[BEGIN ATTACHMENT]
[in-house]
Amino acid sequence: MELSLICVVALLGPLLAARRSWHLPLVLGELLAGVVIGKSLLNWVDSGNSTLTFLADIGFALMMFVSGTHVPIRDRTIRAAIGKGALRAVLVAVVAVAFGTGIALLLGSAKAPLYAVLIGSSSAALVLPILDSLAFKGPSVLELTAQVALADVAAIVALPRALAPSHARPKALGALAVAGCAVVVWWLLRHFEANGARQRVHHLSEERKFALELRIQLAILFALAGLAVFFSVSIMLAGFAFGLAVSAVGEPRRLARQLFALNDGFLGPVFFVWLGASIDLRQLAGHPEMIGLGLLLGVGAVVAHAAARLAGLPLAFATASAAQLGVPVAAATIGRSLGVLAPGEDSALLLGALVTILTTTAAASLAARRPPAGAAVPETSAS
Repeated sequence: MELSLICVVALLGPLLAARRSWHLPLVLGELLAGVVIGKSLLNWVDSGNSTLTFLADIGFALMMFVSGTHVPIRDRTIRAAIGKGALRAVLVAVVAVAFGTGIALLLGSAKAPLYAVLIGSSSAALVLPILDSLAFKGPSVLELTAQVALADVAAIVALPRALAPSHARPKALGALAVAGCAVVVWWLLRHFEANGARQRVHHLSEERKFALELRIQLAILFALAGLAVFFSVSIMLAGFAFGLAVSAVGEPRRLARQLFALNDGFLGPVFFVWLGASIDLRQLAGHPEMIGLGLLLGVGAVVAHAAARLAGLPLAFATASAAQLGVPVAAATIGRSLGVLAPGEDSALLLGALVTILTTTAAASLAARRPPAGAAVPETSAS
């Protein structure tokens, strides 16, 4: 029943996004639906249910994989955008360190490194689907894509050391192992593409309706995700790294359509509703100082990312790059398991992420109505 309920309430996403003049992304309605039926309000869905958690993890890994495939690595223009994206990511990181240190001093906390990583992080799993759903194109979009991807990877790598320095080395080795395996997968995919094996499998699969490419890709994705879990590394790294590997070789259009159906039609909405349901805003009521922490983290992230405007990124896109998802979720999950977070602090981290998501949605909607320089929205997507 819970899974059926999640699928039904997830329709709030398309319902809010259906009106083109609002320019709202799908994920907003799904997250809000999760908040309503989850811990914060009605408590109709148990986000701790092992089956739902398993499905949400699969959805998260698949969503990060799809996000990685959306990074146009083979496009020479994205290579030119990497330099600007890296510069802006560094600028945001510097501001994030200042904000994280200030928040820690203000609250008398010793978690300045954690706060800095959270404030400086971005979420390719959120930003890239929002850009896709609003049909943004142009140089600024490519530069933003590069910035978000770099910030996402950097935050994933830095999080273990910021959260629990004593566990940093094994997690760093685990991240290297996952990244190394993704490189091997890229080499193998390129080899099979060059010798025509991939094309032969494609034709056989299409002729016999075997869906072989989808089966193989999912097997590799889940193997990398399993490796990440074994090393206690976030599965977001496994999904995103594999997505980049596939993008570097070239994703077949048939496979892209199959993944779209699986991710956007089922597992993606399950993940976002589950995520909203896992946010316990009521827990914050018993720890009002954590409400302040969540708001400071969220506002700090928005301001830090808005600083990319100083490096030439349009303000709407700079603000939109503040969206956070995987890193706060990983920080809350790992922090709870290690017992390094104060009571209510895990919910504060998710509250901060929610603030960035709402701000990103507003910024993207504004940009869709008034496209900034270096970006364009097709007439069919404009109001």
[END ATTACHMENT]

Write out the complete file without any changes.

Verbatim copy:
[in-house]
Amino acid sequence: MELSLICVVALLGPLLAARRSWHLPLVLGELLAGVVIGKSLLNWVDSGNSTLTFLADIGFALMMFVSGTHVPIRDRTIRAAIGKGALRAVLVAVVAVAFGTGIALLLGSAKAPLYAVLIGSSSAALVLPILDSLAFKGPSVLELTAQVALADVAAIVALPRALAPSHARPKALGALAVAGCAVVVWWLLRHFEANGARQRVHHLSEERKFALELRIQLAILFALAGLAVFFSVSIMLAGFAFGLAVSAVGEPRRLARQLFALNDGFLGPVFFVWLGASIDLRQLAGHPEMIGLGLLLGVGAVVAHAAARLAGLPLAFATASAAQLGVPVAAATIGRSLGVLAPGEDSALLLGALVTILTTTAAASLAARRPPAGAAVPETSAS
Repeated sequence: MELSLICVVALLGPLLAARRSWHLPLVLGELLAGVVIGKSLLNWVDSGNSTLTFLADIGFALMMFVSGTHVPIRDRTIRAAIGKGALRAVLVAVVAVAFGTGIALLLGSAKAPLYAVLIGSSSAALVLPILDSLAFKGPSVLELTAQVALADVAAIVALPRALAPSHARPKALGALAVAGCAVVVWWLLRHFEANGARQRVHHLSEERKFALELRIQLAILFALAGLAVFFSVSIMLAGFAFGLAVSAVGEPRRLARQLFALNDGFLGPVFFVWLGASIDLRQLAGHPEMIGLGLLLGVGAVVAHAAARLAGLPLAFATASAAQLGVPVAAATIGRSLGVLAPGEDSALLLGALVTILTTTAAASLAARRPPAGAAVPETSAS
């Protein structure tokens, strides 16, 4: 029943996004639906249910994989955008360190490194689907894509050391192992593409309706995700790294359509509703100082990312790059398991992420109505 309920309430996403003049992304309605039926309000869905958690993890890994495939690595223009994206990511990181240190001093906390990583992080799993759903194109979009991807990877790598320095080395080795395996997968995919094996499998699969490419890709994705879990590394790294590997070789259009159906039609909405349901805003009521922490983290992230405007990124896109998802979720999950977070602090981290998501949605909607320089929205997507 819970899974059926999640699928039904997830329709709030398309319902809010259906009106083109609002320019709202799908994920907003799904997250809000999760908040309503989850811990914060009605408590109709148990986000701790092992089956739902398993499905949400699969959805998260698949969503990060799809996000990685959306990074146009083979496009020479994205290579030119990497330099600007890296510069802006560094600028945001510097501001994030200042904000994280200030928040820690203000609250008398010793978690300045954690706060800095959270404030400086971005979420390719959120930003890239929002850009896709609003049909943004142009140089600024490519530069933003590069910035978000770099910030996402950097935050994933830095999080273990910021959260629990004593566990940093094994997690760093685990991240290297996952990244190394993704490189091997890229080499193998390129080899099979060059010798025509991939094309032969494609034709056989299409002729016999075997869906072989989808089966193989999912097997590799889940193997990398399993490796990440074994090393206690976030599965977001496994999904995103594999997505980049596939993008570097070239994703077949048939496979892209199959993944779209699986991710956007089922597992993606399950993940976002589950995520909203896992946010316990009521827990914050018993720890009002954590409400302040969540708001400071969220506002700090928005301001830090808005600083990319100083490096030439349009303000709407700079603000939109503040969206956070995987890193706060990983920080809350790992922090709870290690017992390094104060009571209510895990919910504060998710509250901060929610603030960035709402701000990103507003910024993207504004940009869709008034496209900034270096970006364009097709007439069919404009109001």